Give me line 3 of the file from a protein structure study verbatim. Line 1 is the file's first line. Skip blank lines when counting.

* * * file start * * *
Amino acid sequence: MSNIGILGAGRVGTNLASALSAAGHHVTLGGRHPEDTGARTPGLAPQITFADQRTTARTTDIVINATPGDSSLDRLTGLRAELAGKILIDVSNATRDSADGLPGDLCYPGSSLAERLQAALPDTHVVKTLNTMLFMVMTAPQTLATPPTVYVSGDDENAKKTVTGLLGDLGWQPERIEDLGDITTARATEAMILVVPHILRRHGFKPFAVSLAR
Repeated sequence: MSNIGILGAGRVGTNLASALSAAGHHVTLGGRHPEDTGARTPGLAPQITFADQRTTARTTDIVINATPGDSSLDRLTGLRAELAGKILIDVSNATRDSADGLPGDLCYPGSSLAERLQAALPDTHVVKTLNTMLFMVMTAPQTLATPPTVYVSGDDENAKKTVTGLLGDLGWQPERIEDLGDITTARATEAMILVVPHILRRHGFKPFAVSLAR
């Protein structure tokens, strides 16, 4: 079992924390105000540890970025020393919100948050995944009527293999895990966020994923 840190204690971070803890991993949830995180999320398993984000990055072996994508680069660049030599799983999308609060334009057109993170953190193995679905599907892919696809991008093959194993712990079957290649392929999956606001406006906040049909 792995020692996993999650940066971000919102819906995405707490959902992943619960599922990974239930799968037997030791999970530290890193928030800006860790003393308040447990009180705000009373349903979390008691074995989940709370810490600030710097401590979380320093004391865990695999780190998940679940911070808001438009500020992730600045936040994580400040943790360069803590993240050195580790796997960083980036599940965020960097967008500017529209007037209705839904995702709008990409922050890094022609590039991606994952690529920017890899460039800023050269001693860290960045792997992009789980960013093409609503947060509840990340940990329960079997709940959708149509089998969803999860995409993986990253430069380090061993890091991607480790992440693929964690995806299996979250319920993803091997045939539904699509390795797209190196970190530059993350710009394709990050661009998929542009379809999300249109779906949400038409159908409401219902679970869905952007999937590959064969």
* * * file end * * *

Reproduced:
């Protein structure tokens, strides 16, 4: 079992924390105000540890970025020393919100948050995944009527293999895990966020994923 840190204690971070803890991993949830995180999320398993984000990055072996994508680069660049030599799983999308609060334009057109993170953190193995679905599907892919696809991008093959194993712990079957290649392929999956606001406006906040049909 792995020692996993999650940066971000919102819906995405707490959902992943619960599922990974239930799968037997030791999970530290890193928030800006860790003393308040447990009180705000009373349903979390008691074995989940709370810490600030710097401590979380320093004391865990695999780190998940679940911070808001438009500020992730600045936040994580400040943790360069803590993240050195580790796997960083980036599940965020960097967008500017529209007037209705839904995702709008990409922050890094022609590039991606994952690529920017890899460039800023050269001693860290960045792997992009789980960013093409609503947060509840990340940990329960079997709940959708149509089998969803999860995409993986990253430069380090061993890091991607480790992440693929964690995806299996979250319920993803091997045939539904699509390795797209190196970190530059993350710009394709990050661009998929542009379809999300249109779906949400038409159908409401219902679970869905952007999937590959064969």